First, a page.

- He spoke, and loosed our heart in tears.
He laid us as we lay at birth
On the cool flowery lap of earth.
of Wordsworth 1822–88 English poet and essayist: ‘Memorial Verses, April 1850’ (1852)
- In poetry, no less than in life, he is ‘a beautiful and ineffectual angel, beating in the void his luminous wings in vain’.
Essays in Criticism Second Series (1888) ‘Shelley’ (quoting from his own essay on Byron in the same work) 1822–88 English poet and essayist:
- You were silly like us; your gift survived it all:
The parish of rich women, physical decay,
Yourself. Mad Ireland hurt you into poetry.
1907–73 English poet: ‘In Memory of W. B. Yeats’ (1940) pt. 2
- The reason Milton wrote in fetters when he wrote of Angels and God, and at liberty when of Devils and Hell, is because he was a true Poet, and of the Devil's party without knowing it.
The Marriage of Heaven and Hell (1790–3) ‘The voice of the Devil’ (note) 1757–1827 English poet:
- How thankful we ought to be that Wordsworth was only a poet and not a musician. Fancy a symphony by Wordsworth! Fancy having to sit it out! And fancy what it would have been if he had written fugues!
Notebooks (1912) ch. 8 1835–1902 English novelist:
- He could not think up to the height of his own towering style.
The Victorian Age in Literature (1912) ch. 3 1874–1936 English essayist, novelist, and poet:
- With Donne, whose muse on dromedary trots,
Wreathe iron pokers into true-love knots.
1772–1834 English poet, critic, and philosopher: ‘On Donne's Poetry’ (1818)
- You who desired so much—in vain to ask—
Yet fed your hunger like an endless task,
Dared dignify the labor, bless the quest—
Achieved that stillness ultimately best,
Being, of all, least sought for: Emily, hear!
1899–1932 American poet: ‘To Emily Dickinson’ (1927)
- 'Tis sufficient to say, according to the proverb, that here is God's plenty.
Fables Ancient and Modern (1700) preface 1631–1700 English poet, critic, and dramatist:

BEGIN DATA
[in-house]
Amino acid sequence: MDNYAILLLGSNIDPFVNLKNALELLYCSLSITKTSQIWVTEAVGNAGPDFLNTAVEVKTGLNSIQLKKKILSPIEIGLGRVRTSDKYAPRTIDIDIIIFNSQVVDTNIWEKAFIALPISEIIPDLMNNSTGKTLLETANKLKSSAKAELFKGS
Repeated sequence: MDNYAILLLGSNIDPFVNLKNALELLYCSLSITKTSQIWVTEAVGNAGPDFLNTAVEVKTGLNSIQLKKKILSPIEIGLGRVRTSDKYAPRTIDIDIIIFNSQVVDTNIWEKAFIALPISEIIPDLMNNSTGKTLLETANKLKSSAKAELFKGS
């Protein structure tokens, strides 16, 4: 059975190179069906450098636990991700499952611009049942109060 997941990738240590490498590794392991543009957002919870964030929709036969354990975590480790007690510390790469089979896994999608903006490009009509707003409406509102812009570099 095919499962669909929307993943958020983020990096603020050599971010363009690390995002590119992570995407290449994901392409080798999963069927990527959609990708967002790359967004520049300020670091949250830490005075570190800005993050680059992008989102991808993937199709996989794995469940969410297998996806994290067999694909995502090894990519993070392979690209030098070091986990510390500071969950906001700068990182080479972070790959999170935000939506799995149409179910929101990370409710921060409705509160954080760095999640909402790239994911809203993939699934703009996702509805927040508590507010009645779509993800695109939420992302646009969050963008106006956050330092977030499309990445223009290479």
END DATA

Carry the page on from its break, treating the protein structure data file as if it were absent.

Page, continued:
- How unpleasant to meet Mr Eliot!
With his features of clerical cut,
And his brow so grim
And his mouth so prim
And his conversation, so nicely
Restricted to What Precisely
And If and Perhaps and But.
1888–1965 American-born British poet, critic, and dramatist: ‘Five-Finger Exercises’ (1936)
when asked who was the greatest 19th-century poet
La Maturité d'André Gide (1977) 1869–1951 French novelist and critic: Claude Martin
- Dr Donne's verses are like the peace of God; they pass all understanding. (James VI of Scotland) 1566–1625 British monarch, King of Scotland from 1567 and of England from 1603: remark recorded by Archdeacon Plume (1630–1704)
- Milton, Madam, was a genius that could cut a Colossus from a rock; but could not carve heads upon cherry-stones.
to Hannah More, who had expressed a wonder that the poet who had written Paradise Lost should write such poor sonnets
Life of Samuel Johnson (1791) 13 June 1784 1709–84 English poet, critic, and lexicographer: James Boswell
- Mad, bad, and dangerous to know.
of Byron, after their first meeting at a ball
Lady Caroline Lamb (1932) 1785–1828 English wife of William Lamb, Lord Melbourne: diary, March 1812; in Elizabeth Jenkins
- An Archangel a little damaged.
of Coleridge 1775–1834 English writer: letter to Wordsworth, 26 April 1816
- Self-contempt, well-grounded.
on the foundation of T. S. Eliot's work
Times Literary Supplement 21 October 1988 1895–1978 English literary critic: in
- The high-water mark, so to speak, of Socialist literature is W. H. Auden, a sort of gutless Kipling.
The Road to Wigan Pier (1937) ch. 11 1903–50 English novelist:
- A cloud-encircled meteor of the air,
A hooded eagle among blinking owls.
of Coleridge 1792–1822 English poet: ‘Letter to Maria Gisborne’ (1820) l. 207
- To see him fumbling with our rich and delicate language is to experience all the horror of seeing a Sèvres vase in the hands of a chimpanzee.
of Stephen Spender
The Tablet 5 May 1951 1903–66 English novelist: in
- Chaos, illumined by flashes of lightning.
on Robert Browning's ‘style’
Letters to the Sphinx (1930) 1854–1900 Irish dramatist and poet: Ada Leverson
- I thought of Chatterton, the marvellous boy,
The sleepless soul that perished in its pride.
1770–1850 English poet: ‘Resolution and Independence’ (1807) st. 7